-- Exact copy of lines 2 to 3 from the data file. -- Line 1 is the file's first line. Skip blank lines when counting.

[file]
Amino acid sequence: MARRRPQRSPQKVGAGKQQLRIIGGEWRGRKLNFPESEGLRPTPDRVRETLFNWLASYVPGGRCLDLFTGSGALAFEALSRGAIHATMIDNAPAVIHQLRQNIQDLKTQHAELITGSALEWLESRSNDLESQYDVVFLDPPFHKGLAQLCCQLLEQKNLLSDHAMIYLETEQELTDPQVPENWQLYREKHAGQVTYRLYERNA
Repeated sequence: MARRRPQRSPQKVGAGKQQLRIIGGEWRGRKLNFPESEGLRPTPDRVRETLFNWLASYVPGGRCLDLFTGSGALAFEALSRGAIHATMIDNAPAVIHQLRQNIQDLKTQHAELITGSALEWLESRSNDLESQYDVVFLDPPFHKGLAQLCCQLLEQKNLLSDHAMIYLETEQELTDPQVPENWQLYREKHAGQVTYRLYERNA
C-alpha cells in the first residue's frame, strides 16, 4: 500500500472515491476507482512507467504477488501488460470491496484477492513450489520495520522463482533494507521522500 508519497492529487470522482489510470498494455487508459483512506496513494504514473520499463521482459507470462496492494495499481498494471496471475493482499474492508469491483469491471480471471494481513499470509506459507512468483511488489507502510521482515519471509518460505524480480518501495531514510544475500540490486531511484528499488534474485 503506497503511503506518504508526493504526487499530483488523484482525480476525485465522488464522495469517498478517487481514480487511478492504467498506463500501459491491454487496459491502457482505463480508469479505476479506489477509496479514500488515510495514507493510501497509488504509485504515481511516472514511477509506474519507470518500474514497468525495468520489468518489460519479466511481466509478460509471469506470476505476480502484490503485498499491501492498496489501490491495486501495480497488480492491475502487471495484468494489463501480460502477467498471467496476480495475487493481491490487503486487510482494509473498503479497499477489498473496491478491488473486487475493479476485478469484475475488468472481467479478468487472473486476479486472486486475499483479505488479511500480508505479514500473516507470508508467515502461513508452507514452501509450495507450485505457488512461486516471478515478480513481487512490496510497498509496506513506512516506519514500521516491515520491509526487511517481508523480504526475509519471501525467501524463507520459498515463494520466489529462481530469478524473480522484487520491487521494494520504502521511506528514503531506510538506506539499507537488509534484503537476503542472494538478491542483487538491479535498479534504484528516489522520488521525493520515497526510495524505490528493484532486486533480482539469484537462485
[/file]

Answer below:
Repeated sequence: MARRRPQRSPQKVGAGKQQLRIIGGEWRGRKLNFPESEGLRPTPDRVRETLFNWLASYVPGGRCLDLFTGSGALAFEALSRGAIHATMIDNAPAVIHQLRQNIQDLKTQHAELITGSALEWLESRSNDLESQYDVVFLDPPFHKGLAQLCCQLLEQKNLLSDHAMIYLETEQELTDPQVPENWQLYREKHAGQVTYRLYERNA
C-alpha cells in the first residue's frame, strides 16, 4: 500500500472515491476507482512507467504477488501488460470491496484477492513450489520495520522463482533494507521522500 508519497492529487470522482489510470498494455487508459483512506496513494504514473520499463521482459507470462496492494495499481498494471496471475493482499474492508469491483469491471480471471494481513499470509506459507512468483511488489507502510521482515519471509518460505524480480518501495531514510544475500540490486531511484528499488534474485 503506497503511503506518504508526493504526487499530483488523484482525480476525485465522488464522495469517498478517487481514480487511478492504467498506463500501459491491454487496459491502457482505463480508469479505476479506489477509496479514500488515510495514507493510501497509488504509485504515481511516472514511477509506474519507470518500474514497468525495468520489468518489460519479466511481466509478460509471469506470476505476480502484490503485498499491501492498496489501490491495486501495480497488480492491475502487471495484468494489463501480460502477467498471467496476480495475487493481491490487503486487510482494509473498503479497499477489498473496491478491488473486487475493479476485478469484475475488468472481467479478468487472473486476479486472486486475499483479505488479511500480508505479514500473516507470508508467515502461513508452507514452501509450495507450485505457488512461486516471478515478480513481487512490496510497498509496506513506512516506519514500521516491515520491509526487511517481508523480504526475509519471501525467501524463507520459498515463494520466489529462481530469478524473480522484487520491487521494494520504502521511506528514503531506510538506506539499507537488509534484503537476503542472494538478491542483487538491479535498479534504484528516489522520488521525493520515497526510495524505490528493484532486486533480482539469484537462485